The Different Types Of Boilers Available


Back Boilers

We’re starting this guide, with a boiler type that’s not popular at all; back boilers (yuck!).


Because if you have a back boiler, we’d advise switching and upgrading to a new central heating system, most likely one that incorporates a combi boiler.


What Is A Back Boiler?

If you’ve purchased a new property, you’ve looked for your boiler, and you’re stumped, there’s a good chance it’s hidden in the fire; that’s a back boiler.

These types of boilers were introduced in the 1960s and were fitted up until around the 1980s.

Needless to say, if you have a back boiler installed in your property, it’s going to be REALLY old. And with age, comes an incredible amount of inefficiency. Being ridiculously inefficient, it’s no coincidence that the big manufacturers no longer produce back boilers.

If you think you have this type of boiler, you can get a heating engineer to help decide what the best route forward is, with a free on-site visit and quote.


Combi Boilers

Combis are by the far the most popular types of boilers. That’s because they’re most suited to small-averaged sized properties. So, that’s a 1 bedroom flat, a 4 bedroomed detached house, and pretty much everything in between.

What Is A Combi Boiler?

Combination boilers are an extremely efficient way to heat your home, and hot water.

They heat hot water on demand. So, as you turn up the thermostat, or turn on a tap or shower, the boiler heats water, just enough to supply you with what you need.

The great thing about this? You won’t need any kind of water storage facility, and that’s going to save space. After all, cylinders aren’t exactly small; they’ll take up the majority of space in an average airing cupboard.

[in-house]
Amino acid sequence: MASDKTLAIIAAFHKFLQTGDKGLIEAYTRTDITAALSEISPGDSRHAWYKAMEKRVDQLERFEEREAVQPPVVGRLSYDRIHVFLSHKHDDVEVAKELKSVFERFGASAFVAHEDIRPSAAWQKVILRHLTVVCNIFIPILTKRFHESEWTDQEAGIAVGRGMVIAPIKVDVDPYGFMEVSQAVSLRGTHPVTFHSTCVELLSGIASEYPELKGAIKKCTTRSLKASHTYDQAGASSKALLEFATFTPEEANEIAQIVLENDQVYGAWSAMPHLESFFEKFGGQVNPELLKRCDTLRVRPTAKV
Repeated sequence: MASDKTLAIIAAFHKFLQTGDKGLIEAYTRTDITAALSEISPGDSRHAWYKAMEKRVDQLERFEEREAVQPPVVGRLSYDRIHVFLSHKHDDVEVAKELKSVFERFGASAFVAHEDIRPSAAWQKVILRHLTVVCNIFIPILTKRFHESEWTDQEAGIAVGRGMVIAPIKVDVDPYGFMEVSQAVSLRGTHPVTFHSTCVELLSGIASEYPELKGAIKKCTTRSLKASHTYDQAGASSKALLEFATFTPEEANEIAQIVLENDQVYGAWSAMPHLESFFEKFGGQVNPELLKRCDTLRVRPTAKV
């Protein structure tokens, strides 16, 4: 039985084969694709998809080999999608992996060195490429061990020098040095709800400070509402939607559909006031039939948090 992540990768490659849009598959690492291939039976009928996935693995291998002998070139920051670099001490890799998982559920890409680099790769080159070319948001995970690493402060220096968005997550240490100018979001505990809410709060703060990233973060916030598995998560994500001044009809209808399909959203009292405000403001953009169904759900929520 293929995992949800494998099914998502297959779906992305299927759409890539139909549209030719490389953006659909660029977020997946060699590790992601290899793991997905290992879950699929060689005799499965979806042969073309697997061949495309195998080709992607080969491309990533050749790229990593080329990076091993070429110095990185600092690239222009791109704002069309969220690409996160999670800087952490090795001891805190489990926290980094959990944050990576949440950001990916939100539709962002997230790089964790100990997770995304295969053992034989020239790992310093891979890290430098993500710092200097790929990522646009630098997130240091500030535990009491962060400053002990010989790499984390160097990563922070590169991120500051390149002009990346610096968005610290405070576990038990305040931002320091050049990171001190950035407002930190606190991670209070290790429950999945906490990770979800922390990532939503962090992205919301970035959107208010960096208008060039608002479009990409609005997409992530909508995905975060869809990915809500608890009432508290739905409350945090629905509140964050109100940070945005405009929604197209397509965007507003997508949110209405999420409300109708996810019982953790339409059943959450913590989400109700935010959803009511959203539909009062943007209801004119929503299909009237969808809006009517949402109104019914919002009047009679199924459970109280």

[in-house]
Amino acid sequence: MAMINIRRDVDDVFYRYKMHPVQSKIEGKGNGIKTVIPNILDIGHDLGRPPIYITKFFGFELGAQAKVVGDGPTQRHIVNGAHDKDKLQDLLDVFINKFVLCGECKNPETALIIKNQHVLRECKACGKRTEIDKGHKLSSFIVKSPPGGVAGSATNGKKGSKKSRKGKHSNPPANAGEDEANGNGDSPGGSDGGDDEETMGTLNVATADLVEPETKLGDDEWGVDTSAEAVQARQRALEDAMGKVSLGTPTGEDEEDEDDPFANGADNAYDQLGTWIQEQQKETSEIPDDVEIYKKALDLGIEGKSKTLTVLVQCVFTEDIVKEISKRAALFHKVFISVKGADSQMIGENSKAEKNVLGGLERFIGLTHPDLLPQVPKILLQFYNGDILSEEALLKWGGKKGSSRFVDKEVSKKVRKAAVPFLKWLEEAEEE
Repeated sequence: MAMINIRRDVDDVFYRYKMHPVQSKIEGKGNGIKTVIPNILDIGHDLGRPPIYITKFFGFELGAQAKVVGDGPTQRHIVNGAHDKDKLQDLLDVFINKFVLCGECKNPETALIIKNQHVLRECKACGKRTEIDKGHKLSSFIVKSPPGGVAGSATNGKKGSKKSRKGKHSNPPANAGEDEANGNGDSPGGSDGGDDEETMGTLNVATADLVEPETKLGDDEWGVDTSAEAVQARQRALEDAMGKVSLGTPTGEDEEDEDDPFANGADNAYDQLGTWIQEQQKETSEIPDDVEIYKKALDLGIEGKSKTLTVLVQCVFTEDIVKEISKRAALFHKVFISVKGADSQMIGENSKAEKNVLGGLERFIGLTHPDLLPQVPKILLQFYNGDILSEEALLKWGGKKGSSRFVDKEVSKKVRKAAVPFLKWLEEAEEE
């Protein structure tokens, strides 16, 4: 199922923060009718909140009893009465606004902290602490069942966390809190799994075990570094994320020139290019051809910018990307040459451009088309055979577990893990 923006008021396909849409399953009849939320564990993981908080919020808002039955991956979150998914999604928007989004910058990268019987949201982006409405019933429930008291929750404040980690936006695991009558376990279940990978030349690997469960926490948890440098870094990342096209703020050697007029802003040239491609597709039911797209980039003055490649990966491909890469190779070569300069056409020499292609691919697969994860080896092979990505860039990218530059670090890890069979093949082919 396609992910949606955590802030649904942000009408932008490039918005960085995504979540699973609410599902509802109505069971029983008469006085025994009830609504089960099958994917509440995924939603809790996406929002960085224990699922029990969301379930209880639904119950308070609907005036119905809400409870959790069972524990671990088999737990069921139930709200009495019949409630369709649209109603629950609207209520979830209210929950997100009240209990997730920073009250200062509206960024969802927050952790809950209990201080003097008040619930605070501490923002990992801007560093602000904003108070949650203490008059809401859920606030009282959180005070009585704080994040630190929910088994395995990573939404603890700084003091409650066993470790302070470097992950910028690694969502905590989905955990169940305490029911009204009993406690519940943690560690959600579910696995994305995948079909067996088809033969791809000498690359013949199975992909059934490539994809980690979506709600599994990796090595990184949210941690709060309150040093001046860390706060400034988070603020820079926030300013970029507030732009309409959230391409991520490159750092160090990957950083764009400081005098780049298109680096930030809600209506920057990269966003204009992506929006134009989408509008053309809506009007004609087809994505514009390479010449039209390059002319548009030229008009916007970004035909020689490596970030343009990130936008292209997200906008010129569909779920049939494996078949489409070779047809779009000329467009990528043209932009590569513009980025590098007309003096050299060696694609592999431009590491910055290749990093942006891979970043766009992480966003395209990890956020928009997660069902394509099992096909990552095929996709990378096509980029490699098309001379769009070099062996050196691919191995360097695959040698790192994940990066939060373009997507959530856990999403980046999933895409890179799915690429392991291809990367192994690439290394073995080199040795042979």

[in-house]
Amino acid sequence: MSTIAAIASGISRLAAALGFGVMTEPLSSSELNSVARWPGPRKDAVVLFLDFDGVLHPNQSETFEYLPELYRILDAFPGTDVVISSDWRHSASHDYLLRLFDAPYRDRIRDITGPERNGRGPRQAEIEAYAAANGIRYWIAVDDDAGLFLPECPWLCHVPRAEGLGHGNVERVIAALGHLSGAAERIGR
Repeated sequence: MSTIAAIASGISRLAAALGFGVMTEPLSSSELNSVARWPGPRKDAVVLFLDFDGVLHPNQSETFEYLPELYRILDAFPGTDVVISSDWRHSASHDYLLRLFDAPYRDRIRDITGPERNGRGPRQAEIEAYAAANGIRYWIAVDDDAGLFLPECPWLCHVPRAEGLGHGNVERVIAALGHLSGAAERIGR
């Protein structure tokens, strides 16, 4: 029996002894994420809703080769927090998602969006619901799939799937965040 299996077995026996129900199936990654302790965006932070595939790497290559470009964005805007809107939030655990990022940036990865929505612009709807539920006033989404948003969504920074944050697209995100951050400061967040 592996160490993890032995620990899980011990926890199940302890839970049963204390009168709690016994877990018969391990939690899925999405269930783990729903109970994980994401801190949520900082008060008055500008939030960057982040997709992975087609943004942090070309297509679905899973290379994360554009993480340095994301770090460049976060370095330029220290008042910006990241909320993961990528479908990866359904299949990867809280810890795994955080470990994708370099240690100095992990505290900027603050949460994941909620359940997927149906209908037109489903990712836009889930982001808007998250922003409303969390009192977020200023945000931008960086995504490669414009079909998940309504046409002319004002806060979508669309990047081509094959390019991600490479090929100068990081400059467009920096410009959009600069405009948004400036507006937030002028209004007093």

The popularity of combi boilers has meant that most airing cupboards are now redundant. If there’s capped off pipework in your airing cupboard, it’s likely the central heating system has been upgraded from  a system or conventional boiler. After it’s been upgraded, the cylinder would have been removed.

Advantages Of A Combi Boiler

  • Instant hot water and heating
  • Many brands produce compact combis that can fit in a small kitchen cupboard
  • No need for a hot water cylinder, saving you space
  • Energy efficient, saving you up to £305 per year on your utility bills
  • No cold feed in the loft, meaning no risk of pipes freezing during winter
  • Cheap to replace


System Boilers

Whilst most homes either have a combi boiler, or upgrade to one, that doesn’t mean there isn’t a place for other types of boilers, including system boilers.

What Is A System Boiler?

A system boiler doesn’t work like a combi; it doesn’t heat hot water on demand. Instead, it fills up a cylinder.

Although there’s an obvious disadvantage to having to find space to install a hot water cylinder, there are some major advantages too.

In large properties with huge hot water demand, it comes to a point where it’s no longer viable to fit a combi boiler. We’re talking about properties where multiple taps and/or showers are running at once. You’re really going to struggle to get the output from a combi, because sometimes, they just can’t keep up.

So, if you have a system boiler with a hot water cylinder, and have high hot water demand, it’s unlikely it’s a viable option to switch to a combi; keep your current setup.

Advantages Of A System Boiler

  • No need for a cold water tank in your loft
  • Ability to provide large volumes of hot water, via multiple taps and showers
  • Perfect for properties with multiple bathrooms
  • Can be used with an existing cylinder (when in good condition), meaning replacement costs are similar to combi installations (cheap!)


So you’ve learnt about the different types of boilers, but which one is right for your home and how much will it cost?

You can get a free quote online here, or give us a call and we can provide you with a free quote based on your current boiler set up!